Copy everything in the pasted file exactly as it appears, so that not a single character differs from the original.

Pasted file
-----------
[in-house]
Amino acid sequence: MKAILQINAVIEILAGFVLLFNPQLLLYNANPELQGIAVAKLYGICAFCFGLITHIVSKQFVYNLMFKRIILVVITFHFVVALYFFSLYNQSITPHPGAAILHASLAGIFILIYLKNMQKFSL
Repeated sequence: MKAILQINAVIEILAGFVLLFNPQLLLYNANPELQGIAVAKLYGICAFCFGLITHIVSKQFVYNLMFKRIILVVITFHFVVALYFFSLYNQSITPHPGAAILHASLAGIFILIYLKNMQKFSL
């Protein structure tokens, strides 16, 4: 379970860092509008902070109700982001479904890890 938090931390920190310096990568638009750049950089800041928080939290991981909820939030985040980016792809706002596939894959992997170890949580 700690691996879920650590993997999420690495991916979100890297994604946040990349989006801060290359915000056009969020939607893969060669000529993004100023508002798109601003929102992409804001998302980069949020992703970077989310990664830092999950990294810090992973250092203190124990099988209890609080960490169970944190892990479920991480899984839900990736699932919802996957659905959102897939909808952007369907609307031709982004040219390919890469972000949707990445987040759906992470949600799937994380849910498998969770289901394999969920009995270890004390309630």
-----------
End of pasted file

[in-house]
Amino acid sequence: MKAILQINAVIEILAGFVLLFNPQLLLYNANPELQGIAVAKLYGICAFCFGLITHIVSKQFVYNLMFKRIILVVITFHFVVALYFFSLYNQSITPHPGAAILHASLAGIFILIYLKNMQKFSL
Repeated sequence: MKAILQINAVIEILAGFVLLFNPQLLLYNANPELQGIAVAKLYGICAFCFGLITHIVSKQFVYNLMFKRIILVVITFHFVVALYFFSLYNQSITPHPGAAILHASLAGIFILIYLKNMQKFSL
């Protein structure tokens, strides 16, 4: 379970860092509008902070109700982001479904890890 938090931390920190310096990568638009750049950089800041928080939290991981909820939030985040980016792809706002596939894959992997170890949580 700690691996879920650590993997999420690495991916979100890297994604946040990349989006801060290359915000056009969020939607893969060669000529993004100023508002798109601003929102992409804001998302980069949020992703970077989310990664830092999950990294810090992973250092203190124990099988209890609080960490169970944190892990479920991480899984839900990736699932919802996957659905959102897939909808952007369907609307031709982004040219390919890469972000949707990445987040759906992470949600799937994380849910498998969770289901394999969920009995270890004390309630």